A few customers/investors have asked me lately why the Kindle is so readable in sunlight, and how this affects the positioning of VEE and DPO.
So, while this is likely more of a review for most, please bear with me…
The Kindle uses a monochrome display technology called e-ink. E-ink displays are aptly-named; like normal ink on paper, e-ink displays reflect light to make the display readable. Commonly-used mobile display technologies like LCDs and OLEDs actually have to create their own light, through either a single backlight (LCD) or individual pixel brightness (OLED). E-ink also doesn’t require battery power to display content on the screen, unlike LCDs and OLEDs.
So does e-ink present a selling opportunity for VEE and DPO? In a word, no. VEE and DPO work to optimize contrast ratio and dynamic range of display content for the viewing environment to provide the best viewability and power savings. Since e-ink is a monochrome display (black on white), contrast ratio and dynamic range are optimum already. Ever wonder why, with all the cool graphics on your smartphone, your phone application is generally a white on black or black on white background? It’s because of sunlight and contrast.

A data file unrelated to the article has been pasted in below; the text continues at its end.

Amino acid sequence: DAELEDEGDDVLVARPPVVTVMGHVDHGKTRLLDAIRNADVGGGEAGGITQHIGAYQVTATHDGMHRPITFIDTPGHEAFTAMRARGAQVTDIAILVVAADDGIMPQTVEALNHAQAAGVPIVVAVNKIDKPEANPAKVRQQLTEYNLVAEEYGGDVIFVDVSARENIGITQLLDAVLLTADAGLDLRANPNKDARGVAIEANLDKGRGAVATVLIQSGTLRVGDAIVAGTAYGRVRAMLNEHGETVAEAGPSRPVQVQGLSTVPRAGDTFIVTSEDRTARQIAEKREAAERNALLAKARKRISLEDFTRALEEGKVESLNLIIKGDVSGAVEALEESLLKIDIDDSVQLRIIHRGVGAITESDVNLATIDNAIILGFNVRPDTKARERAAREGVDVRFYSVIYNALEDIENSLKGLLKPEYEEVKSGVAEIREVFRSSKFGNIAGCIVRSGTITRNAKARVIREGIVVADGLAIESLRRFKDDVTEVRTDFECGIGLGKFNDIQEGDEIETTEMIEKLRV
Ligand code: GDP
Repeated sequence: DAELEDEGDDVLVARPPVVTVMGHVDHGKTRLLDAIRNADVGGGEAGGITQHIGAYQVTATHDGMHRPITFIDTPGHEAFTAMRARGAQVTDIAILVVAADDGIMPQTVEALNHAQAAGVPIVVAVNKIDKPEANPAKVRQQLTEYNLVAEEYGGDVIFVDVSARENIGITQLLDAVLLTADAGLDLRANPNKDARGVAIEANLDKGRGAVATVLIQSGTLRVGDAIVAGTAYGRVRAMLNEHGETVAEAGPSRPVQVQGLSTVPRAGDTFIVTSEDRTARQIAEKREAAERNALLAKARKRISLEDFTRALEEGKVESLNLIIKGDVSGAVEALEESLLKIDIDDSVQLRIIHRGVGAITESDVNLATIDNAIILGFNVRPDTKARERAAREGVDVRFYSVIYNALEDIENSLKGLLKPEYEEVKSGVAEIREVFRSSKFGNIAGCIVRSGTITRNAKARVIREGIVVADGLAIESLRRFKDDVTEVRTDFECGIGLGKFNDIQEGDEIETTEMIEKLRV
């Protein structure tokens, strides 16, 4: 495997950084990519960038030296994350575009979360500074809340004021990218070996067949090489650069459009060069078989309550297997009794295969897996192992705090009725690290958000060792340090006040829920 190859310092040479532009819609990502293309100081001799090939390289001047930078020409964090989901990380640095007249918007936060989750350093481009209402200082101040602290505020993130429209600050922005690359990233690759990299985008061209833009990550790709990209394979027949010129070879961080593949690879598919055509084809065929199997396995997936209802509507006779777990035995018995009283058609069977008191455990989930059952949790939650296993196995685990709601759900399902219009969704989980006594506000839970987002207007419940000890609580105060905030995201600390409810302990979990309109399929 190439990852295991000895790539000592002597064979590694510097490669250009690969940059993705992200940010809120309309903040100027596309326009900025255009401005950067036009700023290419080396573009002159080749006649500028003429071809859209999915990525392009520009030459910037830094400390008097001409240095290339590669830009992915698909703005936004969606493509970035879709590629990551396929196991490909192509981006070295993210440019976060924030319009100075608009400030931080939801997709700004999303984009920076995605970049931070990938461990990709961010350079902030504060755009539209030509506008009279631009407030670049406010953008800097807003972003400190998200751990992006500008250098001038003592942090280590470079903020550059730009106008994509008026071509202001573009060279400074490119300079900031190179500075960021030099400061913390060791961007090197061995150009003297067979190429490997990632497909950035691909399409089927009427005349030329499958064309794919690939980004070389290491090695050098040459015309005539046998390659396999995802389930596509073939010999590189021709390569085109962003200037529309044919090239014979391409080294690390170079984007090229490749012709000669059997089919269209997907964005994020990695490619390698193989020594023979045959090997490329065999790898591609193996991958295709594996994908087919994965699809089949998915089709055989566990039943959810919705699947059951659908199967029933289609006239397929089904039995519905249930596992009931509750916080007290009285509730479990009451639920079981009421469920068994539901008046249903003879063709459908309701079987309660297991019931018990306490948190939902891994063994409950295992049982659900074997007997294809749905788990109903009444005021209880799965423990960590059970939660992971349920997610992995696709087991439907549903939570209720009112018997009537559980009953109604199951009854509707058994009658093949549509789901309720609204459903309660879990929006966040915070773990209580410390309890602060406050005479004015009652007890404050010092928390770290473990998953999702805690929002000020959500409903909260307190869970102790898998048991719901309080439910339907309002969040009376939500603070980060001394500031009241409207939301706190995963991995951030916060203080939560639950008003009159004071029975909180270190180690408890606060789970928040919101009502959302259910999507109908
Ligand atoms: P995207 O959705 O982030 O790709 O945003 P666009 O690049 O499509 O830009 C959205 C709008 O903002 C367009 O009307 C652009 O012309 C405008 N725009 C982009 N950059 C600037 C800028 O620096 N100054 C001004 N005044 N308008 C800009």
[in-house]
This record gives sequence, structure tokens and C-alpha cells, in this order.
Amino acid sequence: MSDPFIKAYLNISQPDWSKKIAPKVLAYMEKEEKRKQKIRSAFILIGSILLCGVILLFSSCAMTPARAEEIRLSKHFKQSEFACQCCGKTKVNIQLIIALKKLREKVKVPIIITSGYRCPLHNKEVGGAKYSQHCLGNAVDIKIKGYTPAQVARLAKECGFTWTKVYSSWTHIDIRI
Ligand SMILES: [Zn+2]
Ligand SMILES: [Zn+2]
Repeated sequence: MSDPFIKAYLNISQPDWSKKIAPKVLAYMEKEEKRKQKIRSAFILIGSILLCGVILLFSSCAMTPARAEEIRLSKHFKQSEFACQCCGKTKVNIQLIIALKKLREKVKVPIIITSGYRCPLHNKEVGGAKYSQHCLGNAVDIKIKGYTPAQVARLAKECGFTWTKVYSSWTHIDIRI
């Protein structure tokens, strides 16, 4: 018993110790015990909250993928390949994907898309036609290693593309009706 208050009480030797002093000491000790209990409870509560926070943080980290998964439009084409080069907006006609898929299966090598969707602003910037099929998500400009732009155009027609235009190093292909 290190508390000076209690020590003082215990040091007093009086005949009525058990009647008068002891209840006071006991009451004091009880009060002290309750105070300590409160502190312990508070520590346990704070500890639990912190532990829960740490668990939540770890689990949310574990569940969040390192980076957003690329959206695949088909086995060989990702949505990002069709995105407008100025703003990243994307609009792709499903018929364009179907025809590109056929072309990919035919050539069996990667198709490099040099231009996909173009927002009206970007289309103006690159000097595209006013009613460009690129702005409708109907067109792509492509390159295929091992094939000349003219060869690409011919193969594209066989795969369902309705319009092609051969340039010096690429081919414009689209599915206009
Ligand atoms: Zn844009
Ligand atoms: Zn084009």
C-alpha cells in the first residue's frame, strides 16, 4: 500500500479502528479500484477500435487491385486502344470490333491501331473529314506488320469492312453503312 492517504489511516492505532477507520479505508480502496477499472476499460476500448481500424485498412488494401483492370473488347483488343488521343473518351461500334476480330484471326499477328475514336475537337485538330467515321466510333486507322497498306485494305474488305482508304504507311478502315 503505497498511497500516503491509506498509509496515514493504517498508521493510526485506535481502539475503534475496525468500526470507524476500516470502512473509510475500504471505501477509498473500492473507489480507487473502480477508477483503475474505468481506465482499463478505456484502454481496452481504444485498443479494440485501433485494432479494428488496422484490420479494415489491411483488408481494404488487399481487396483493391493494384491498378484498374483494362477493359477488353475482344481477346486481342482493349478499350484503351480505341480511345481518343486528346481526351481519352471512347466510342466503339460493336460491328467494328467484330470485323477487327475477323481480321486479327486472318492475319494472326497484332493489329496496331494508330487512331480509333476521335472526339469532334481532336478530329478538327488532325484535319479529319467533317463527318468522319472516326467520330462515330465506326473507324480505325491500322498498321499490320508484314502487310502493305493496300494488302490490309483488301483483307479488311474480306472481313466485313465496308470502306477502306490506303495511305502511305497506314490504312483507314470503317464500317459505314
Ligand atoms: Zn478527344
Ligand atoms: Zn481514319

Does e-ink affect our prospects for VEE and DPO? In a word, no. E-ink is found in practical use for monochrome e-readers only. Yes, there are companies promoting their color e-ink displays, but rumors I’ve read (check out http://www.crunchgear.com/2011/05/03/amazon-has-ordered-color-kindle-tablets-expected-before-holidays/) say that the Kindle color won’t use an e-ink display. The Kindle’s biggest e-reader competitor, Amazon’s Nook, has a color version today that already uses an LCD display, not color e-ink. Further, monochrome displays have never used on smartphones, and we aren’t anticipating any in the future. Finally, we have never heard of any OEM/ODM in the smartphone or tablet space express serious interest in color e-ink.
So, hopefully this clears up any lingering questions. More than happy to address any comment or questions.